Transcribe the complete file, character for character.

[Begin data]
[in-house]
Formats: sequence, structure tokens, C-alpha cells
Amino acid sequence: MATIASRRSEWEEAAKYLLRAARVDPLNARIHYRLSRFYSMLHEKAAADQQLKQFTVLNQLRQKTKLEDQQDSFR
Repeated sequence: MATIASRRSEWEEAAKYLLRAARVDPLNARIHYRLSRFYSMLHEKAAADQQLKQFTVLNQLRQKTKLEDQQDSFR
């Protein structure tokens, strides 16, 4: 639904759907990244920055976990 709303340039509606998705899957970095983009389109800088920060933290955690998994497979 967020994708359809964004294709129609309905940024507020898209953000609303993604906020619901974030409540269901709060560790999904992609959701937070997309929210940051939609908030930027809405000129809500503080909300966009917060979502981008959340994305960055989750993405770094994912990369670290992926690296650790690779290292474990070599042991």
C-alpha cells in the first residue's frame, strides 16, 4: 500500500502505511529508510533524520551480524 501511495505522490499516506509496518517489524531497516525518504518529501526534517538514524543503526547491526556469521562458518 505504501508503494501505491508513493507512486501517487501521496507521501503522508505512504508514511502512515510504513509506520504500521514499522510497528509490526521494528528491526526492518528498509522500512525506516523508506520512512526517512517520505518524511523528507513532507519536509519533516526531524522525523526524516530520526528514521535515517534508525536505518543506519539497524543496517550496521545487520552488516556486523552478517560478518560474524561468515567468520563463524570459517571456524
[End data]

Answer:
[in-house]
Formats: sequence, structure tokens, C-alpha cells
Amino acid sequence: MATIASRRSEWEEAAKYLLRAARVDPLNARIHYRLSRFYSMLHEKAAADQQLKQFTVLNQLRQKTKLEDQQDSFR
Repeated sequence: MATIASRRSEWEEAAKYLLRAARVDPLNARIHYRLSRFYSMLHEKAAADQQLKQFTVLNQLRQKTKLEDQQDSFR
């Protein structure tokens, strides 16, 4: 639904759907990244920055976990 709303340039509606998705899957970095983009389109800088920060933290955690998994497979 967020994708359809964004294709129609309905940024507020898209953000609303993604906020619901974030409540269901709060560790999904992609959701937070997309929210940051939609908030930027809405000129809500503080909300966009917060979502981008959340994305960055989750993405770094994912990369670290992926690296650790690779290292474990070599042991």
C-alpha cells in the first residue's frame, strides 16, 4: 500500500502505511529508510533524520551480524 501511495505522490499516506509496518517489524531497516525518504518529501526534517538514524543503526547491526556469521562458518 505504501508503494501505491508513493507512486501517487501521496507521501503522508505512504508514511502512515510504513509506520504500521514499522510497528509490526521494528528491526526492518528498509522500512525506516523508506520512512526517512517520505518524511523528507513532507519536509519533516526531524522525523526524516530520526528514521535515517534508525536505518543506519539497524543496517550496521545487520552488516556486523552478517560478518560474524561468515567468520563463524570459517571456524